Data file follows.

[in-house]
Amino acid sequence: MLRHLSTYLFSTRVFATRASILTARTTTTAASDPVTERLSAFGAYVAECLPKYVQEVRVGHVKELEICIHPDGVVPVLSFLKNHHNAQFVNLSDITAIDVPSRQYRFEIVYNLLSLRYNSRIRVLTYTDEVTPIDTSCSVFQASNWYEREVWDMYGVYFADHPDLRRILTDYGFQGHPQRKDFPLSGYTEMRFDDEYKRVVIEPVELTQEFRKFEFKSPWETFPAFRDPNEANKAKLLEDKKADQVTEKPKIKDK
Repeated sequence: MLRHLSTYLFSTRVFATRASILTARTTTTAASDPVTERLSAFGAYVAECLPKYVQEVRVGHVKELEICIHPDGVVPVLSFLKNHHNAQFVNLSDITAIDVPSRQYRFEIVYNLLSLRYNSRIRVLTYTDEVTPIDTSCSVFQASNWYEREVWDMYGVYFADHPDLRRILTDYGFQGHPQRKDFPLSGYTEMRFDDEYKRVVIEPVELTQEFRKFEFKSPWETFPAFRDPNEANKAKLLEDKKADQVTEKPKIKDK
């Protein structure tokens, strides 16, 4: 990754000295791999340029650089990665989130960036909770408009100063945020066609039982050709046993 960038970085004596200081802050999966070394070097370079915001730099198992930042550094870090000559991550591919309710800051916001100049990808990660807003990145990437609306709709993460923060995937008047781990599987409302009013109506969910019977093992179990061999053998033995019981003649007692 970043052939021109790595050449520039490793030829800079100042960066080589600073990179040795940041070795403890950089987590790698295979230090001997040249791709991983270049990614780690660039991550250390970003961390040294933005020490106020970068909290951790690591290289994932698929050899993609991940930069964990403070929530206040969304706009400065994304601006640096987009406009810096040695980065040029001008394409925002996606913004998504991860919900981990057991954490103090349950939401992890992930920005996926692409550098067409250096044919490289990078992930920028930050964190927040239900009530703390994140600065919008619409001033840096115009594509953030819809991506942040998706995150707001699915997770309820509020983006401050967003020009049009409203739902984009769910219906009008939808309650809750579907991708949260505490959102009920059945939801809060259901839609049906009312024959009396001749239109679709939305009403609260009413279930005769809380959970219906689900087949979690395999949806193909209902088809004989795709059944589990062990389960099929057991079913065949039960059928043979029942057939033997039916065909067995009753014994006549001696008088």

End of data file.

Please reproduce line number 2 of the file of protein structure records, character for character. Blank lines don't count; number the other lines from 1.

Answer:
Amino acid sequence: MLRHLSTYLFSTRVFATRASILTARTTTTAASDPVTERLSAFGAYVAECLPKYVQEVRVGHVKELEICIHPDGVVPVLSFLKNHHNAQFVNLSDITAIDVPSRQYRFEIVYNLLSLRYNSRIRVLTYTDEVTPIDTSCSVFQASNWYEREVWDMYGVYFADHPDLRRILTDYGFQGHPQRKDFPLSGYTEMRFDDEYKRVVIEPVELTQEFRKFEFKSPWETFPAFRDPNEANKAKLLEDKKADQVTEKPKIKDK